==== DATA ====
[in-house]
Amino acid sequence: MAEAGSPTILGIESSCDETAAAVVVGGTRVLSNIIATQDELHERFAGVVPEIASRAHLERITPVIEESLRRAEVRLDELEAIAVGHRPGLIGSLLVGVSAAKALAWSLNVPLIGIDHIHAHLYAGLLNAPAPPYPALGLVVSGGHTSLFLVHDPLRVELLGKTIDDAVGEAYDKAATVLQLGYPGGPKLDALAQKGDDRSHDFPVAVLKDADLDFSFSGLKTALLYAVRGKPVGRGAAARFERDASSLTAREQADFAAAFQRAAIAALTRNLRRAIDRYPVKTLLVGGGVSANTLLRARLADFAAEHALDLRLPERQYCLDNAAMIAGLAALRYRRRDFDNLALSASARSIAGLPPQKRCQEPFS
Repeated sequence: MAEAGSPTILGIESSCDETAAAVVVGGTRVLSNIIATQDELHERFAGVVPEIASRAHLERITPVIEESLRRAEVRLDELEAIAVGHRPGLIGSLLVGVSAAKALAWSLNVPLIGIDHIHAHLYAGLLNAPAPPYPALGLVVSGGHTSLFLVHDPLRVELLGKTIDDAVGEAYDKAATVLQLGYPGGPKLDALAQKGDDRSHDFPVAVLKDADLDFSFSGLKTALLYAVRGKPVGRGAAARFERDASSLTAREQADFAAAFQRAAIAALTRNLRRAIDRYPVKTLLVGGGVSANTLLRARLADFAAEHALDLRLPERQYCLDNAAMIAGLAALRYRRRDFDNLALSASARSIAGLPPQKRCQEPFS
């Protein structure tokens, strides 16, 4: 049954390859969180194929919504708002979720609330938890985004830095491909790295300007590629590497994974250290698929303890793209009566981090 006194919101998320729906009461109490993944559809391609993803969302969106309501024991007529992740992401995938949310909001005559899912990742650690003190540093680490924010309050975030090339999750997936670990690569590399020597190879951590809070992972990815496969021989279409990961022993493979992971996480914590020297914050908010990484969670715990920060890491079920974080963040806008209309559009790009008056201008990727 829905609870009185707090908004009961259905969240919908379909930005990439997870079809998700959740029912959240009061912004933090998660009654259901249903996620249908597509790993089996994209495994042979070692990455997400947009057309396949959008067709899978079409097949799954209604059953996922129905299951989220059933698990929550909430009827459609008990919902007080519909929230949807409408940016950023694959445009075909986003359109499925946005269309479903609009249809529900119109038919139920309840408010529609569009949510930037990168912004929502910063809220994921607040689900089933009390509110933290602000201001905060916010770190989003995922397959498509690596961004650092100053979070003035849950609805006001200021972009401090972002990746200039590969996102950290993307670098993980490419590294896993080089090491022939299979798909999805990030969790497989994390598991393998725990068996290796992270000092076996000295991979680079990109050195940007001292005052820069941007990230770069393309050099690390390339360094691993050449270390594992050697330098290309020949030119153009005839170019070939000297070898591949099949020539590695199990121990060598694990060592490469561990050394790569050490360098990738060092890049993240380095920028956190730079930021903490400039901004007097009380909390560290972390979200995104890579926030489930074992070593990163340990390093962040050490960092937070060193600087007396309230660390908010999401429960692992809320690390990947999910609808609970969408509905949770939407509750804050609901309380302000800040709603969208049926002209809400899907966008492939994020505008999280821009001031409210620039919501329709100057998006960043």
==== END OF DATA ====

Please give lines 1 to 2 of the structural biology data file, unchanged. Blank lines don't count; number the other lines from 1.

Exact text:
[in-house]
Amino acid sequence: MAEAGSPTILGIESSCDETAAAVVVGGTRVLSNIIATQDELHERFAGVVPEIASRAHLERITPVIEESLRRAEVRLDELEAIAVGHRPGLIGSLLVGVSAAKALAWSLNVPLIGIDHIHAHLYAGLLNAPAPPYPALGLVVSGGHTSLFLVHDPLRVELLGKTIDDAVGEAYDKAATVLQLGYPGGPKLDALAQKGDDRSHDFPVAVLKDADLDFSFSGLKTALLYAVRGKPVGRGAAARFERDASSLTAREQADFAAAFQRAAIAALTRNLRRAIDRYPVKTLLVGGGVSANTLLRARLADFAAEHALDLRLPERQYCLDNAAMIAGLAALRYRRRDFDNLALSASARSIAGLPPQKRCQEPFS